Discover more from Course Notes: Continuous Business Learning
The Next Decade Will Be a Leadership Game Changer
Stanislav Shekshnia, INSEAD blog
Article: 70%, my thoughts: 30%.
Fixed Leadership Styles Are Dead
Fixed leadership styles tend to block feedback when it’s most needed and look for old solutions to the novel problems. The new unprecedented levels of turbulence require different approaches from CEOs and Boards, which, among others, should be giving power to the people in charge (i.e. actively and heavily delegating) and rather monitoring and observing instead of trying to actively lead. The value of the leadership becomes showing the direction, not attempting to continue holding all the strings.
Most national governments and international organizations can’t deal with the crisis [MK: in my opinion, Russia has done a remarkable job of not killing its economy during the pandemic], losing their legitimacy and leading to conflicts and resistance. The worst part is that firms (especially large ones) are looking for other partners (each other?) to deal with the mess the governments have made.
Digital communications (now ubiquitous) require more effort than in-person communications to provide broader context of strategic tasks. Decisions need to be documented better for further review by a broader reader base. Strategic initiatives, while being data-driven, have to originate with humans, and humans need to have more information than ever to make proper decisions.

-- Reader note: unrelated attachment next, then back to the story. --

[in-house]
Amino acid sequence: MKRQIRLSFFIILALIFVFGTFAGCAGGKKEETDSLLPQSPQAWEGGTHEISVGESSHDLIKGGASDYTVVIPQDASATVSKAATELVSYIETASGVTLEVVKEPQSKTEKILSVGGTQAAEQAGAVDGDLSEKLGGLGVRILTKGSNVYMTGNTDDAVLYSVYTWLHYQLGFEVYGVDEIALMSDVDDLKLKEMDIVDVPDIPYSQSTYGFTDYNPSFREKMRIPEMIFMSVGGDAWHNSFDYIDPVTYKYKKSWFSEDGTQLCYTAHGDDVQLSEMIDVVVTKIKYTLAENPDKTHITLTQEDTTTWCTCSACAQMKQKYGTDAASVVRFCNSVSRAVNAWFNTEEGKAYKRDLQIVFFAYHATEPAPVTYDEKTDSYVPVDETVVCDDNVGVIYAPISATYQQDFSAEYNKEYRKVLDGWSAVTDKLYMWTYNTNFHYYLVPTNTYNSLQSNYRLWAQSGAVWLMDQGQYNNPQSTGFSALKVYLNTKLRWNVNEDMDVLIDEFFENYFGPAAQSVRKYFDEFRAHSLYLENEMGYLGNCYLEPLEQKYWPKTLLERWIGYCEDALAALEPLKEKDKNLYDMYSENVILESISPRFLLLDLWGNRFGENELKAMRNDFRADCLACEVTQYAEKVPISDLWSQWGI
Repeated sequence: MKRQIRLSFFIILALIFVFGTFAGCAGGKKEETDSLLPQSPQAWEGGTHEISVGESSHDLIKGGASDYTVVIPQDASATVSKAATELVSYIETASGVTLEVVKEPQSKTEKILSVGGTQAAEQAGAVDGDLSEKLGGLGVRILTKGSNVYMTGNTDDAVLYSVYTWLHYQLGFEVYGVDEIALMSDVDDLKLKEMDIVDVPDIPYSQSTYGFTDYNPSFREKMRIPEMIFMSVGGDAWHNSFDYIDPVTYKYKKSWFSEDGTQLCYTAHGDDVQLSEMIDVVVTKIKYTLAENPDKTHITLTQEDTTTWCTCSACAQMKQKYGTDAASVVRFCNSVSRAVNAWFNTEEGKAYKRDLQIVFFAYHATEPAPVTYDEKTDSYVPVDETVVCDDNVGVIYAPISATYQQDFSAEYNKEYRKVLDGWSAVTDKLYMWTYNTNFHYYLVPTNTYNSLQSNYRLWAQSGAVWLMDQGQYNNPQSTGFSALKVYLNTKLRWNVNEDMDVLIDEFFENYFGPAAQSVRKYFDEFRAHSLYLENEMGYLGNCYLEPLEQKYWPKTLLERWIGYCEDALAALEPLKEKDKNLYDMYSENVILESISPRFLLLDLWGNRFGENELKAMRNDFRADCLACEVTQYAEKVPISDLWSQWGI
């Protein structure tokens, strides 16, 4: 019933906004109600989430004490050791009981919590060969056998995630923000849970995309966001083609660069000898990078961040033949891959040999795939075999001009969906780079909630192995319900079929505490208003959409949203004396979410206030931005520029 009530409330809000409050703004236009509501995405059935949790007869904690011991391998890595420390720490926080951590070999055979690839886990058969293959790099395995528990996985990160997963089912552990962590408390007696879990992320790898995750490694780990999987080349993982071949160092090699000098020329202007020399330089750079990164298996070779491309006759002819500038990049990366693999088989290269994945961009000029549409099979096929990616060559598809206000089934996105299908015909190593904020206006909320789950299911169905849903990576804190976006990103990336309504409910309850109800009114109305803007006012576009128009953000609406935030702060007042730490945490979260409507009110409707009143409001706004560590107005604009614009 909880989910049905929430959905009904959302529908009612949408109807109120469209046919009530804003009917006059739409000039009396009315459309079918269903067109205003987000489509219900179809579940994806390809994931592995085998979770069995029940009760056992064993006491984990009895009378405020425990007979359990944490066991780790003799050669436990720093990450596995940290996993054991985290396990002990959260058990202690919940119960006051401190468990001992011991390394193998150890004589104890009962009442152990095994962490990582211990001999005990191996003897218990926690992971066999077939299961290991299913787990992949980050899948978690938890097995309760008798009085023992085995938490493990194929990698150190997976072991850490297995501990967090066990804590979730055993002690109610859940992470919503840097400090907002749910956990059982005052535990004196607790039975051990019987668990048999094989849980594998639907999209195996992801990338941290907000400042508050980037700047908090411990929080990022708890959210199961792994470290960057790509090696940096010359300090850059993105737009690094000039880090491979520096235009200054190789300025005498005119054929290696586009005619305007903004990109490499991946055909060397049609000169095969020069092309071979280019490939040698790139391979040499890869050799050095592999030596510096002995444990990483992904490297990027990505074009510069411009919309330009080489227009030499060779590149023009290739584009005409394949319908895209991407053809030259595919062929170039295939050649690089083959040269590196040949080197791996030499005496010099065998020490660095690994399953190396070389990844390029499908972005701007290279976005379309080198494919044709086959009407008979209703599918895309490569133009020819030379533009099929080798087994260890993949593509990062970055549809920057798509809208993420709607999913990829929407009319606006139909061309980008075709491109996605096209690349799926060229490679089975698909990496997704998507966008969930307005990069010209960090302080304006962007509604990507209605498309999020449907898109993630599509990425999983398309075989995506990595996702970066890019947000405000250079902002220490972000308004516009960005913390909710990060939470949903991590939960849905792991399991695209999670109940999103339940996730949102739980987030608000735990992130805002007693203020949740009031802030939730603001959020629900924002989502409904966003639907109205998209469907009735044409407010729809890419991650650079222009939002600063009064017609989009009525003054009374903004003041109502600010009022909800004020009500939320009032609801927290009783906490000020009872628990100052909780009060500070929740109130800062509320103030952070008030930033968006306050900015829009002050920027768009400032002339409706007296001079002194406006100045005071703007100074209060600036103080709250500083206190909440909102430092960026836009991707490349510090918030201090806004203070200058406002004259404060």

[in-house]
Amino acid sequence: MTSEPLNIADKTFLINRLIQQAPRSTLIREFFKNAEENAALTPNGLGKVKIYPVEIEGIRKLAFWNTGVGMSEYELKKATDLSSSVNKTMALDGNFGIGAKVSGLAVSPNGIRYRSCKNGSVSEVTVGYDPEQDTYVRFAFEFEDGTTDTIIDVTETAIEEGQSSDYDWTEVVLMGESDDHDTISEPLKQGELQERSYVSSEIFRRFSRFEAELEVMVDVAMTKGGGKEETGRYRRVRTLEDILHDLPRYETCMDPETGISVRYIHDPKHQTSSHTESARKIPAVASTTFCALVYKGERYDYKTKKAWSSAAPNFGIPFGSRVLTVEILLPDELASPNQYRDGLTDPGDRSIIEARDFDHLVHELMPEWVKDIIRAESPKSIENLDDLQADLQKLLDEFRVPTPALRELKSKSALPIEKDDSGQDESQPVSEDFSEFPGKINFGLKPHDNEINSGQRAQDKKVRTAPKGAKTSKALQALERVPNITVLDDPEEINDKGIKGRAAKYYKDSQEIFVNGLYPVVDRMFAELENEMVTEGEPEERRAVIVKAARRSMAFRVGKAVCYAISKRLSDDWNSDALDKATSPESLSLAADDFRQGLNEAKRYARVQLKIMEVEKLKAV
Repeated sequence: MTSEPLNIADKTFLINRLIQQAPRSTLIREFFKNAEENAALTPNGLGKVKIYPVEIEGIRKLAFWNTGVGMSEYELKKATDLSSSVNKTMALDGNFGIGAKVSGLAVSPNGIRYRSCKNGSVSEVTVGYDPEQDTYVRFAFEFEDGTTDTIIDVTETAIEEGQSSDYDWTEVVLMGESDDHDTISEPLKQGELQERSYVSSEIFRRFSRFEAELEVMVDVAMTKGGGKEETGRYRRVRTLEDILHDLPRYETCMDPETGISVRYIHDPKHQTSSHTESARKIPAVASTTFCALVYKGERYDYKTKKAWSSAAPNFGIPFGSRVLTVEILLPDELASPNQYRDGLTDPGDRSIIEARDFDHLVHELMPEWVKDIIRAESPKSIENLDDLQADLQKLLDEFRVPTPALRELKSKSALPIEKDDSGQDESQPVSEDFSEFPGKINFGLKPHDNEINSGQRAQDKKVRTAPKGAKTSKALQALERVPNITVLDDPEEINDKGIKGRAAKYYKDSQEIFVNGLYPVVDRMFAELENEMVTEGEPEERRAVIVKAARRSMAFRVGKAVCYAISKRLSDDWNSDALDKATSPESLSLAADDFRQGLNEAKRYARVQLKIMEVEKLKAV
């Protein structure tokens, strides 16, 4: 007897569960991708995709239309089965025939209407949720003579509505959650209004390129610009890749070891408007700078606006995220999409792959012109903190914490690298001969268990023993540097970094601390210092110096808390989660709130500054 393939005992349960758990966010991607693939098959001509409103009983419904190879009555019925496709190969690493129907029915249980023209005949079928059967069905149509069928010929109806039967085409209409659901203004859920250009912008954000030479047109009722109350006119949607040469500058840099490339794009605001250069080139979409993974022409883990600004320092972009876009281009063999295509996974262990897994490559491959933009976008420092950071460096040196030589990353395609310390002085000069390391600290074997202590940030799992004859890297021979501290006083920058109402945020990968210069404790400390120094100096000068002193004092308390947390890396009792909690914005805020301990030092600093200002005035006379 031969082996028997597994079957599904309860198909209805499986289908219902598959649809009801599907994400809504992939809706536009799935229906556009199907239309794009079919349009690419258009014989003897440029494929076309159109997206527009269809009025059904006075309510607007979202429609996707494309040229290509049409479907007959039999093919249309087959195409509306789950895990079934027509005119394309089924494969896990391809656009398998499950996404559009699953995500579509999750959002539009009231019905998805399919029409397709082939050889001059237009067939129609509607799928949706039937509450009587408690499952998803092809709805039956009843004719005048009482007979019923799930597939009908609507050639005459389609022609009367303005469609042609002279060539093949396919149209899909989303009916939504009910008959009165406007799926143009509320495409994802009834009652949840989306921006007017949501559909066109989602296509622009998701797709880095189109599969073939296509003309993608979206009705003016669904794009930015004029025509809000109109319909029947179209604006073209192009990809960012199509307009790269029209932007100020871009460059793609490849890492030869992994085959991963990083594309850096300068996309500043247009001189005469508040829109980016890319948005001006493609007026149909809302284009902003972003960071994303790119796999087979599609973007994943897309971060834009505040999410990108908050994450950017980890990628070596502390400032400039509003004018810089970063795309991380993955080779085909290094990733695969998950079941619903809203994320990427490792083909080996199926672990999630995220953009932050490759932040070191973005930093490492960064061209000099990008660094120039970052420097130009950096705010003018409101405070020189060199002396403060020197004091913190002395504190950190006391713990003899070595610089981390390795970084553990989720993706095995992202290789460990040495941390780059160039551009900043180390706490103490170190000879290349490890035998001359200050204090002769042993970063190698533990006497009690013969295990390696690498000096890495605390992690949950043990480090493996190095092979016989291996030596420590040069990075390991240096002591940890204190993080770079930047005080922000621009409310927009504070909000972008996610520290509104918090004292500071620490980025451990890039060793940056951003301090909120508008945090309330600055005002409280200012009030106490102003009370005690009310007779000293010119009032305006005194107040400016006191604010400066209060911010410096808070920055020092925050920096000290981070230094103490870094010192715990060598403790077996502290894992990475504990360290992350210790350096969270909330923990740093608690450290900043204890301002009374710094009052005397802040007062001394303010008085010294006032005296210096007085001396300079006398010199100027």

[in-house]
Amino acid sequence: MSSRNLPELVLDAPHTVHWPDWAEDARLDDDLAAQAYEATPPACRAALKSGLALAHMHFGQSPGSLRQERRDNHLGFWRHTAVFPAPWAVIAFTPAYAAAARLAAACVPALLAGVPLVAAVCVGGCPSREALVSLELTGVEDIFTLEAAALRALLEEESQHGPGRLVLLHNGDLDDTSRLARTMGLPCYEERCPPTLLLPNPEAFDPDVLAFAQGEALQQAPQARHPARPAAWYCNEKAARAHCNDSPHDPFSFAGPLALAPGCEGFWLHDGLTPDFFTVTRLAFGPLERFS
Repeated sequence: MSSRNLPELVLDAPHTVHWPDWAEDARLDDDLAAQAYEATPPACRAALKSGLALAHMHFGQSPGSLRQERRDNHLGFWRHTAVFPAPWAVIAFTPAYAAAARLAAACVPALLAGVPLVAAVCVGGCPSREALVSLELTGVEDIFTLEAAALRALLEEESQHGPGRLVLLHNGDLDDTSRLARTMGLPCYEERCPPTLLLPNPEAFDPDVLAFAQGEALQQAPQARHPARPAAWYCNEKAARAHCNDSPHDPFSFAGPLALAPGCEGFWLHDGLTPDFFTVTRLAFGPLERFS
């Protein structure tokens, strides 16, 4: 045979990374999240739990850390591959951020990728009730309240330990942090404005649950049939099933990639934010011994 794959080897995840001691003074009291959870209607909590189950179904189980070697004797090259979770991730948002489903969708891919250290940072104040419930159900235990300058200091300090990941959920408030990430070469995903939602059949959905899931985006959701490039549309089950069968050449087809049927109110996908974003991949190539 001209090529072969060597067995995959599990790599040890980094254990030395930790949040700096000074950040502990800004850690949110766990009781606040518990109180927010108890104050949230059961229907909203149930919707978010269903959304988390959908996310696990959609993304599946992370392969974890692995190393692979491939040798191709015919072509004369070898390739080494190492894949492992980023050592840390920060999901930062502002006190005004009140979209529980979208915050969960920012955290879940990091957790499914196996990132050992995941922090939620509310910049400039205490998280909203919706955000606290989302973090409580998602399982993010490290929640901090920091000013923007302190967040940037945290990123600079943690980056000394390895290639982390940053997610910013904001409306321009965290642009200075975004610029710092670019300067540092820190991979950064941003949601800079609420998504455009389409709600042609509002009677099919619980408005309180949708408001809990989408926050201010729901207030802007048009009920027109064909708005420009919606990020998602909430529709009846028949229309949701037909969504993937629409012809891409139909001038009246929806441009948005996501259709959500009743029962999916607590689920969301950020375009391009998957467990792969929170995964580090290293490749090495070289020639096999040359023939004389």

Employees need explanations and transparency from their leaders; command-and-control approaches will never work for most businesses relying on human capital.
Consumerism is Dead
While online shopping has continued its victorious growth globally, physical retail locations are closing in droves, significantly and irrevocably changing consumer behaviour patterns.
Consumers started looking at durable goods while shopping; such goods should better be eco-friendly, too (but the price is still the king). Donation and reselling (due to the extended useful life of tools) is becoming the norm.
Experiences beat products. As more people are working from home, the number of things (including clothing) for everyday use has dropped substantially, bumping up savings and creating a huge unrealized demand for travel and cultural experiences.
MK: while this is all true, I want to point out the fact that BNPL (buy now – pay later) services are the fastest growing segment in consumer finance. People are smoothing their expenses to create predictable cash flows.
ESG Cancel Culture
The S/ESG framework component has got a new addition: emotional and physical health and wellbeing of employees. While it’s challenging to lead people who’ve just faced an unknown enemy, it’s even harder to lead people who are exhausted. Proactive behaviours of companies to absorb the shocks and the post-shock apathy can go a long way towards maintaining a fight-capable workforce.
It’s fair to assume investors will be looking for more corporately “sustainable” companies, which usually means some attention to ESG practices and punishment for not following them. No investor wants the assets they put money into to become stranded (or the stock to become illiquid), so there will be higher focus on G/ESG.
A good outcome of this extra pressure for sustainability from within will be the focus on the long term, including future shareholders. Boards will need to judge CEOs based on their collaboration and integration abilities, practically meaning that the CEOs’ results are not the company’s results per se, but rather the success of at least all their direct reports. [MK: Extra judgement must be made on how fast companies can transform into collaborative knowledge centres, but let’s be honest – it’s much easier said than done.]